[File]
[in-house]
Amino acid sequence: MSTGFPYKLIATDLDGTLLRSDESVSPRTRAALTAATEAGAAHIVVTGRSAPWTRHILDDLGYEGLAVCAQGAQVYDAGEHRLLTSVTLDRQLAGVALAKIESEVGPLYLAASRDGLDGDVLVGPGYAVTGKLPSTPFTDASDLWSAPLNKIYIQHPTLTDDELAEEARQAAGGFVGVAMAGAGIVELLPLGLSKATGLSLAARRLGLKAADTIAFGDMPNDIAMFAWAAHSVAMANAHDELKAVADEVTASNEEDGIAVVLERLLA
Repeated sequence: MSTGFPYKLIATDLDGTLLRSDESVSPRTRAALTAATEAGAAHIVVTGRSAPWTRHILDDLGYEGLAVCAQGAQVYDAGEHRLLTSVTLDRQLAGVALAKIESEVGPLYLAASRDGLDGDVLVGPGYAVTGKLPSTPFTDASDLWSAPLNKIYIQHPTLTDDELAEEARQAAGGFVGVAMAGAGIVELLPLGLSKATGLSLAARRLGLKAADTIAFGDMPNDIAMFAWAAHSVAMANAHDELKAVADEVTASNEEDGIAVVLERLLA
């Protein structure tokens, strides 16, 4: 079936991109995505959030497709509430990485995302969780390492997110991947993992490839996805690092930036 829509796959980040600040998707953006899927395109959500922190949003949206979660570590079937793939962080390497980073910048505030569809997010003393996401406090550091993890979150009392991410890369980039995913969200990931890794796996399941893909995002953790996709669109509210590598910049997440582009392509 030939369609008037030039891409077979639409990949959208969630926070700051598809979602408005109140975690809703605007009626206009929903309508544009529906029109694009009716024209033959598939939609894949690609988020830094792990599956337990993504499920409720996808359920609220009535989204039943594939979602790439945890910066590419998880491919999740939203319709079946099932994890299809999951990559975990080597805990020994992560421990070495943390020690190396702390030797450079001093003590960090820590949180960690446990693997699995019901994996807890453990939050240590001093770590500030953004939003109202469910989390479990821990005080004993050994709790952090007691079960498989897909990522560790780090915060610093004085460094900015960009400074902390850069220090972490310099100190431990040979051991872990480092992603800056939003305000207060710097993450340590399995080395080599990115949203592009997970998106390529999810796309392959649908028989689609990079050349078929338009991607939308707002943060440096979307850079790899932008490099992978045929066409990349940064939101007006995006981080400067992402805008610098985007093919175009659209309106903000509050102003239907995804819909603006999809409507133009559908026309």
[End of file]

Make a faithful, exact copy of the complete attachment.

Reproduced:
[in-house]
Amino acid sequence: MSTGFPYKLIATDLDGTLLRSDESVSPRTRAALTAATEAGAAHIVVTGRSAPWTRHILDDLGYEGLAVCAQGAQVYDAGEHRLLTSVTLDRQLAGVALAKIESEVGPLYLAASRDGLDGDVLVGPGYAVTGKLPSTPFTDASDLWSAPLNKIYIQHPTLTDDELAEEARQAAGGFVGVAMAGAGIVELLPLGLSKATGLSLAARRLGLKAADTIAFGDMPNDIAMFAWAAHSVAMANAHDELKAVADEVTASNEEDGIAVVLERLLA
Repeated sequence: MSTGFPYKLIATDLDGTLLRSDESVSPRTRAALTAATEAGAAHIVVTGRSAPWTRHILDDLGYEGLAVCAQGAQVYDAGEHRLLTSVTLDRQLAGVALAKIESEVGPLYLAASRDGLDGDVLVGPGYAVTGKLPSTPFTDASDLWSAPLNKIYIQHPTLTDDELAEEARQAAGGFVGVAMAGAGIVELLPLGLSKATGLSLAARRLGLKAADTIAFGDMPNDIAMFAWAAHSVAMANAHDELKAVADEVTASNEEDGIAVVLERLLA
């Protein structure tokens, strides 16, 4: 079936991109995505959030497709509430990485995302969780390492997110991947993992490839996805690092930036 829509796959980040600040998707953006899927395109959500922190949003949206979660570590079937793939962080390497980073910048505030569809997010003393996401406090550091993890979150009392991410890369980039995913969200990931890794796996399941893909995002953790996709669109509210590598910049997440582009392509 030939369609008037030039891409077979639409990949959208969630926070700051598809979602408005109140975690809703605007009626206009929903309508544009529906029109694009009716024209033959598939939609894949690609988020830094792990599956337990993504499920409720996808359920609220009535989204039943594939979602790439945890910066590419998880491919999740939203319709079946099932994890299809999951990559975990080597805990020994992560421990070495943390020690190396702390030797450079001093003590960090820590949180960690446990693997699995019901994996807890453990939050240590001093770590500030953004939003109202469910989390479990821990005080004993050994709790952090007691079960498989897909990522560790780090915060610093004085460094900015960009400074902390850069220090972490310099100190431990040979051991872990480092992603800056939003305000207060710097993450340590399995080395080599990115949203592009997970998106390529999810796309392959649908028989689609990079050349078929338009991607939308707002943060440096979307850079790899932008490099992978045929066409990349940064939101007006995006981080400067992402805008610098985007093919175009659209309106903000509050102003239907995804819909603006999809409507133009559908026309």